Robertson's Book Notes (NT)
One of the clearest results of modern critical study of the Gospels is the early date of Mark's Gospel. Precisely how early is not definitely known, but there are leading scholars who hold that AD 50 is quite probable. My own views are given in detail in my Studies in Mark's Gospel. Zahn still argues that the Gospel according to Matthew is earlier than that according to Mark, but the arguments are against him. The framework of Mark's Gospel lies behind both Matthew and Luke and nearly all of it is used by one or the other. One may satisfy himself on this point by careful use of a Harmony of the Gospels in Greek or English. Whether Mark made use of Q (Logia of Jesus) or not is not yet shown, though it is possible. But Mark and Q constitute the two oldest known sources of our Matthew and Luke. We have much of Q preserved in the Non-Markan portions of both Matthew and Luke, though the document itself has disappeared. But Mark's work has remained in spite of its exhaustive use by Matthew and Luke, all except the disputed close. For this preservation we are all grateful. Streeter (The Four Gospels) has emphasized the local use of texts in preserving portions of the New Testament. If Mark wrote in Rome, as is quite possible, his book was looked upon as the Roman Gospel and had a powerful environment in which to take root. It has distinctive merits of its own that helped to keep it in use. It is mainly narrative and the style is direct and simple with many vivid touches, like the historical present of an eyewitness. The early writers all agree that Mark was the interpreter for Simon Peter with whom he was at one time, according to Peter's own statement, either in Babylon or Rome (I Peter 5:13).
This Gospel is the briefest of the four, but is fullest of striking details that apparently came from Peter's discourses which Mark heard, such as green grass, flower beds (Mark 6:38), two thousand hogs (Mark 5:13), looking round about (Mark 3:5, Mark 3:34). Peter usually spoke in Aramaic and Mark has more Aramaic phrases than the others, like Boanerges (Mark 3:17), Talitha cumi (Mark 5:41), Korban (Mark 7:11), Ephphatha (Mark 7:34), Abba (Mark 14:36). The Greek is distinctly vernacular Koin‚ like one-eyed (monofqalmon, Mark 9:47) as one would expect from both Peter and Mark. There are also more Latin phrases and idioms like centurio (Mark 15:39), quadrans (Mark 12:42), flagellare (Mark 15:15), speculator (Mark 6:27), census (Mark 12:14), sextarius (Mark 7:4), praetorium (Mark 15:6), than in the other Gospels, so much so that C. H. Turner raises the question whether Mark wrote first in Latin, or at any rate in Rome. There are some who hold that Mark wrote first in Aramaic, but the facts are sufficiently accounted for by the fact of Peter's preaching and the activity in Rome. Some even think that he wrote the Gospel in Rome while with Peter who suggested and read the manuscript. B.W. Bacon holds that this Gospel has a distinct Pauline flavour and may have had several recensions. The Ur-Marcus theory does not have strong support now. Mark was once a co-worker with Barnabas and Paul, but deserted them at Perga. Paul held this against Mark and refused to take him on the second mission tour. Barnabas took Mark, his cousin, with him and then he appeared with Simon Peter with whom he did his greatest work. When Mark had made good with Barnabas and Peter, Paul rejoiced and commends him heartily to the Colossians (Colossians 4:10) In the end Paul will ask Timothy to pick up Mark and bring him along with him to Paul in Rome, for he has found him useful for ministry, this very young man who made such a mistake that Paul would have no more of him. This tribute to Mark by Paul throws credit upon both of them as is shown in my Making Good in the Ministry. The character of the Gospel of Mark is determined largely by the scope of Peter's preaching as we see it in Acts 10:36-42, covering the period in outline from John the Baptist to the Resurrection of Jesus. There is nothing about the birth of the Baptist or of Jesus. This peculiarity of Mark's Gospel cannot be used against the narratives of the Virgin Birth of Jesus in Matthew and Luke, since Mark tells nothing whatever about his birth at all.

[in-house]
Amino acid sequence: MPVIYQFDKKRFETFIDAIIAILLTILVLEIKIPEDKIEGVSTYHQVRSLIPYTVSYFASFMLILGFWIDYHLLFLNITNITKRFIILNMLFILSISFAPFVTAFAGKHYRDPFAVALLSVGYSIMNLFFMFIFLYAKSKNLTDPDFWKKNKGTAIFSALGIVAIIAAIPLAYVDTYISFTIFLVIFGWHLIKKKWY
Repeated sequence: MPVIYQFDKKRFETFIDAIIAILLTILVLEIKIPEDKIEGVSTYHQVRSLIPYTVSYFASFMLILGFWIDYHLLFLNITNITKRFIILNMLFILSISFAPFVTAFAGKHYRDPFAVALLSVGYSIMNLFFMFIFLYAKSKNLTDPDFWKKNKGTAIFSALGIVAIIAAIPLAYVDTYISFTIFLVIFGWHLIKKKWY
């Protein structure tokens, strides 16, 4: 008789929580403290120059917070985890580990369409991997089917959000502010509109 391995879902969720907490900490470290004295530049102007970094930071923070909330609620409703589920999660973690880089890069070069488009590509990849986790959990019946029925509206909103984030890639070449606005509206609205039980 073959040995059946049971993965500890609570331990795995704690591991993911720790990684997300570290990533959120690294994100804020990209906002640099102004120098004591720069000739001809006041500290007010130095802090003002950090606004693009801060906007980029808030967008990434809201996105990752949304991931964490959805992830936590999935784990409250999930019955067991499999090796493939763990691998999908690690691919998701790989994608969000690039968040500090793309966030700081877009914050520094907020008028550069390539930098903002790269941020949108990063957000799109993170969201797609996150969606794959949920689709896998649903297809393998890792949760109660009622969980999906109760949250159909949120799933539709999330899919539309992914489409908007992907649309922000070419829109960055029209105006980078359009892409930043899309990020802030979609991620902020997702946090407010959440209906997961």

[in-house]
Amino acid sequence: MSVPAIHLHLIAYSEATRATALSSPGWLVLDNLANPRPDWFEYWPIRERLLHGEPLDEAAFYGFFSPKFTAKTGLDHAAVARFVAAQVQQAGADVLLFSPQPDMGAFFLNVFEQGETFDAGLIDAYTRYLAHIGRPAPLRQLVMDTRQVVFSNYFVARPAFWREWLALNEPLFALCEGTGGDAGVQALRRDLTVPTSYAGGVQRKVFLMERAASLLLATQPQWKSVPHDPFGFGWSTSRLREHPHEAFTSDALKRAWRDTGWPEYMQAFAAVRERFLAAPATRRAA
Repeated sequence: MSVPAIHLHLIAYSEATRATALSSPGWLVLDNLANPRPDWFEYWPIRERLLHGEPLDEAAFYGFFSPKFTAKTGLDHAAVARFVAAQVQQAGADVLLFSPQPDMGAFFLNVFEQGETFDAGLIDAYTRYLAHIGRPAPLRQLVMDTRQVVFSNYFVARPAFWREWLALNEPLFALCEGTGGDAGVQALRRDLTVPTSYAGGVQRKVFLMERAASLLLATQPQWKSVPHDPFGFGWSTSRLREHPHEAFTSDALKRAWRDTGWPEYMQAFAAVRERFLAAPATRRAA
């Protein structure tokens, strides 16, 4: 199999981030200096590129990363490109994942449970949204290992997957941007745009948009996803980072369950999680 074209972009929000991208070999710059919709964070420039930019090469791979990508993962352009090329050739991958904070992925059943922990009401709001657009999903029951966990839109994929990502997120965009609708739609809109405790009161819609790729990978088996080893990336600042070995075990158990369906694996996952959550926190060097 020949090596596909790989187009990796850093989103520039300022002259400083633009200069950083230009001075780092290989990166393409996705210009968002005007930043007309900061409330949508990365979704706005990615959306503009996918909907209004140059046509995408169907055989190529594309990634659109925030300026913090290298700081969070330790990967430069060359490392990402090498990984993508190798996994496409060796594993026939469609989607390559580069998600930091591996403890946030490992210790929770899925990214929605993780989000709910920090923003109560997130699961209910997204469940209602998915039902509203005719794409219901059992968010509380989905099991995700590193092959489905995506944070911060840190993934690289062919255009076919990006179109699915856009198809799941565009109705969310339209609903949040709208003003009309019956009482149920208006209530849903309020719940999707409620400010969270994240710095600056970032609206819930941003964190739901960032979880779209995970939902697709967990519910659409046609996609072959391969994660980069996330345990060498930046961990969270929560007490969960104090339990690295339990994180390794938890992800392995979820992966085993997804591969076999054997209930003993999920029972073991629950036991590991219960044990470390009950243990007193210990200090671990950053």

The closing passage in the Textus Receptus, Mark 16:9-20, is not found in the oldest Greek Manuscripts, Aleph and B, and is probably not genuine. A discussion of the evidence will appear at the proper place. Swete points out that Mark deals with two great themes, the Ministry in Galilee (Chs. 1 to 9) and the Last Week in Jerusalem (11 to 16) with a brief sketch of the period of withdrawal from Galilee (ch. 10). The first fourteen verses are introductory as Mark 16:9-20 is an appendix. The Gospel of Mark pictures Christ in action. There is a minimum of discourse and a maximum of deed. And yet the same essential pictures of Christ appear here as in the Logia, in Matthew, in Luke, in John, in Paul, in Peter, in Hebrews as is shown in my The Christ of the Logia. The cry of the critics to get back to the Synoptics and away from Paul and John has ceased since it is plain that the Jesus of Mark is the same as the Christ of Paul. There is a different shading in the pictures, but the same picture, Son of God and Son of Man, Lord of life and death, worker of miracles and Saviour from sin. This Gospel is the one for children to read first and is the one that we should use to lay the foundation for our picture of Christ. In my Harmony of the Gospels I have placed Mark first in the framework since Matthew, Luke, and John all follow in broad outline his plan with additions and supplemental material. Mark's Gospel throbs with life and bristles with vivid details. We see with Peter's eyes and catch almost the very look and gesture of Jesus as he moved among men in his work of healing men's bodies and saving men's souls.